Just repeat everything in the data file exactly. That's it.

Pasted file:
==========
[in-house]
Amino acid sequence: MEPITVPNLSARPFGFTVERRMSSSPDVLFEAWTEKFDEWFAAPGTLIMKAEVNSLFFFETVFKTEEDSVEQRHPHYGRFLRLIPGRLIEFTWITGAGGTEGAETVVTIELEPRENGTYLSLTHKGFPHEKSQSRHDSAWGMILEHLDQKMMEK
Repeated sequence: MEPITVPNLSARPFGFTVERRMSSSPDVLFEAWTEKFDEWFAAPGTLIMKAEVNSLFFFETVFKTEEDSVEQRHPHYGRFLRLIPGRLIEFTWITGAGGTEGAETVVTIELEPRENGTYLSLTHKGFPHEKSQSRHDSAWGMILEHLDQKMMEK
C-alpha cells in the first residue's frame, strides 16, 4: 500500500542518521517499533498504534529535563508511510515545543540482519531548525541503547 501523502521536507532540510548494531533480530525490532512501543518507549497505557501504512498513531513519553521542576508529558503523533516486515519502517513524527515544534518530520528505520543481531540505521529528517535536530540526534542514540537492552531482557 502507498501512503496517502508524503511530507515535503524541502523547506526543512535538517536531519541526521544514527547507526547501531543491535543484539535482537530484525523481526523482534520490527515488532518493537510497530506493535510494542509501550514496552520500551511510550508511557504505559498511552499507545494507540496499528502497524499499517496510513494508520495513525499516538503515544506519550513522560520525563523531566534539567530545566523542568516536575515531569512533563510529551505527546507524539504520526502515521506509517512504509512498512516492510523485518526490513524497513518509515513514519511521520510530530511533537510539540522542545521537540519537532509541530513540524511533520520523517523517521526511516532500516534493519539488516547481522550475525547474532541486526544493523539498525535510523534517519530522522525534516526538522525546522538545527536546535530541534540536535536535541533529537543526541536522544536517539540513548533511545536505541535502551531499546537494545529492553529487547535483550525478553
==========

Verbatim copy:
[in-house]
Amino acid sequence: MEPITVPNLSARPFGFTVERRMSSSPDVLFEAWTEKFDEWFAAPGTLIMKAEVNSLFFFETVFKTEEDSVEQRHPHYGRFLRLIPGRLIEFTWITGAGGTEGAETVVTIELEPRENGTYLSLTHKGFPHEKSQSRHDSAWGMILEHLDQKMMEK
Repeated sequence: MEPITVPNLSARPFGFTVERRMSSSPDVLFEAWTEKFDEWFAAPGTLIMKAEVNSLFFFETVFKTEEDSVEQRHPHYGRFLRLIPGRLIEFTWITGAGGTEGAETVVTIELEPRENGTYLSLTHKGFPHEKSQSRHDSAWGMILEHLDQKMMEK
C-alpha cells in the first residue's frame, strides 16, 4: 500500500542518521517499533498504534529535563508511510515545543540482519531548525541503547 501523502521536507532540510548494531533480530525490532512501543518507549497505557501504512498513531513519553521542576508529558503523533516486515519502517513524527515544534518530520528505520543481531540505521529528517535536530540526534542514540537492552531482557 502507498501512503496517502508524503511530507515535503524541502523547506526543512535538517536531519541526521544514527547507526547501531543491535543484539535482537530484525523481526523482534520490527515488532518493537510497530506493535510494542509501550514496552520500551511510550508511557504505559498511552499507545494507540496499528502497524499499517496510513494508520495513525499516538503515544506519550513522560520525563523531566534539567530545566523542568516536575515531569512533563510529551505527546507524539504520526502515521506509517512504509512498512516492510523485518526490513524497513518509515513514519511521520510530530511533537510539540522542545521537540519537532509541530513540524511533520520523517523517521526511516532500516534493519539488516547481522550475525547474532541486526544493523539498525535510523534517519530522522525534516526538522525546522538545527536546535530541534540536535536535541533529537543526541536522544536517539540513548533511545536505541535502551531499546537494545529492553529487547535483550525478553